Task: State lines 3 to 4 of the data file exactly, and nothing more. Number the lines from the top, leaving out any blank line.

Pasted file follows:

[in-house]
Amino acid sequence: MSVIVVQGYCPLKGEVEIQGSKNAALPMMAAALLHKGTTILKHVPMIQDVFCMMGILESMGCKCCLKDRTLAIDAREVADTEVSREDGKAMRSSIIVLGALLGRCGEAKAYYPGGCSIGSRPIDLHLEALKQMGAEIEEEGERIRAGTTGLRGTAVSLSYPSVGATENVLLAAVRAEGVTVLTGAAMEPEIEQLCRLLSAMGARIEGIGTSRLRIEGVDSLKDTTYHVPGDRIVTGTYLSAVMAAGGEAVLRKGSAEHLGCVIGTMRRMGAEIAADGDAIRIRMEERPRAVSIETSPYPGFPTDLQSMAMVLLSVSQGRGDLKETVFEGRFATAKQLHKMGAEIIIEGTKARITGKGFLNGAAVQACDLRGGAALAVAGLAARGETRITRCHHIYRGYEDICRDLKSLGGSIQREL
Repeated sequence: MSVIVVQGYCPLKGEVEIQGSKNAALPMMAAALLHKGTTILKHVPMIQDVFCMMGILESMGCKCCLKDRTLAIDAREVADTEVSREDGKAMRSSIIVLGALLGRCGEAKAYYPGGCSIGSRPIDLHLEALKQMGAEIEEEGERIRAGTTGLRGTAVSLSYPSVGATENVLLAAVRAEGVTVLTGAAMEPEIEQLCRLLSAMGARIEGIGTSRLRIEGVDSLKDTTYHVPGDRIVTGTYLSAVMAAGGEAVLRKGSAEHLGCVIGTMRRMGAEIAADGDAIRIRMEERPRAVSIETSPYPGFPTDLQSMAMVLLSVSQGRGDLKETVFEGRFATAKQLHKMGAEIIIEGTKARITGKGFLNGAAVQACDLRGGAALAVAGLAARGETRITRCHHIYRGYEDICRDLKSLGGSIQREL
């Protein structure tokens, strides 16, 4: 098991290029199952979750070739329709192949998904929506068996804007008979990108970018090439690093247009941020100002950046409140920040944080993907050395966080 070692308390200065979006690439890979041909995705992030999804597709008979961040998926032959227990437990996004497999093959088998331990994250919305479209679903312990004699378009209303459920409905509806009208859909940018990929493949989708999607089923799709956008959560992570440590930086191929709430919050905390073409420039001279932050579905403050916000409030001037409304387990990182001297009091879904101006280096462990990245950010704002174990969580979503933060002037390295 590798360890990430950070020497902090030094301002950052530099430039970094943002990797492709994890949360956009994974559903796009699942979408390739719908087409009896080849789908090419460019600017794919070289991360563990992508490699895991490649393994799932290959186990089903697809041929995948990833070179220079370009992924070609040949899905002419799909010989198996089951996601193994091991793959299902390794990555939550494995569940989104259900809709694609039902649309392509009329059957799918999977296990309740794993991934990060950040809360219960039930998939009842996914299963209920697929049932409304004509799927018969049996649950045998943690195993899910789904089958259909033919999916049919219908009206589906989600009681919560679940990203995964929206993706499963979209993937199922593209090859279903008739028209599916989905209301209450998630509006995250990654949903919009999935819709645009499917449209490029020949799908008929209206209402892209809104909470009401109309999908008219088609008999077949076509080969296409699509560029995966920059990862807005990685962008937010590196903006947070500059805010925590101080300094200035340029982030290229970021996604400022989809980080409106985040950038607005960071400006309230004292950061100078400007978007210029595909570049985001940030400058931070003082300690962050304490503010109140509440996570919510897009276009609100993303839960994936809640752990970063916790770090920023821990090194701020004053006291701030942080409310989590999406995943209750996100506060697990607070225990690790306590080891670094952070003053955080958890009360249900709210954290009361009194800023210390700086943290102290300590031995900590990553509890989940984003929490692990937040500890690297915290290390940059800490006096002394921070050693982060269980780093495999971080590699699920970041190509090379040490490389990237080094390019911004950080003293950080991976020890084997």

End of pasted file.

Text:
Repeated sequence: MSVIVVQGYCPLKGEVEIQGSKNAALPMMAAALLHKGTTILKHVPMIQDVFCMMGILESMGCKCCLKDRTLAIDAREVADTEVSREDGKAMRSSIIVLGALLGRCGEAKAYYPGGCSIGSRPIDLHLEALKQMGAEIEEEGERIRAGTTGLRGTAVSLSYPSVGATENVLLAAVRAEGVTVLTGAAMEPEIEQLCRLLSAMGARIEGIGTSRLRIEGVDSLKDTTYHVPGDRIVTGTYLSAVMAAGGEAVLRKGSAEHLGCVIGTMRRMGAEIAADGDAIRIRMEERPRAVSIETSPYPGFPTDLQSMAMVLLSVSQGRGDLKETVFEGRFATAKQLHKMGAEIIIEGTKARITGKGFLNGAAVQACDLRGGAALAVAGLAARGETRITRCHHIYRGYEDICRDLKSLGGSIQREL
């Protein structure tokens, strides 16, 4: 098991290029199952979750070739329709192949998904929506068996804007008979990108970018090439690093247009941020100002950046409140920040944080993907050395966080 070692308390200065979006690439890979041909995705992030999804597709008979961040998926032959227990437990996004497999093959088998331990994250919305479209679903312990004699378009209303459920409905509806009208859909940018990929493949989708999607089923799709956008959560992570440590930086191929709430919050905390073409420039001279932050579905403050916000409030001037409304387990990182001297009091879904101006280096462990990245950010704002174990969580979503933060002037390295 590798360890990430950070020497902090030094301002950052530099430039970094943002990797492709994890949360956009994974559903796009699942979408390739719908087409009896080849789908090419460019600017794919070289991360563990992508490699895991490649393994799932290959186990089903697809041929995948990833070179220079370009992924070609040949899905002419799909010989198996089951996601193994091991793959299902390794990555939550494995569940989104259900809709694609039902649309392509009329059957799918999977296990309740794993991934990060950040809360219960039930998939009842996914299963209920697929049932409304004509799927018969049996649950045998943690195993899910789904089958259909033919999916049919219908009206589906989600009681919560679940990203995964929206993706499963979209993937199922593209090859279903008739028209599916989905209301209450998630509006995250990654949903919009999935819709645009499917449209490029020949799908008929209206209402892209809104909470009401109309999908008219088609008999077949076509080969296409699509560029995966920059990862807005990685962008937010590196903006947070500059805010925590101080300094200035340029982030290229970021996604400022989809980080409106985040950038607005960071400006309230004292950061100078400007978007210029595909570049985001940030400058931070003082300690962050304490503010109140509440996570919510897009276009609100993303839960994936809640752990970063916790770090920023821990090194701020004053006291701030942080409310989590999406995943209750996100506060697990607070225990690790306590080891670094952070003053955080958890009360249900709210954290009361009194800023210390700086943290102290300590031995900590990553509890989940984003929490692990937040500890690297915290290390940059800490006096002394921070050693982060269980780093495999971080590699699920970041190509090379040490490389990237080094390019911004950080003293950080991976020890084997």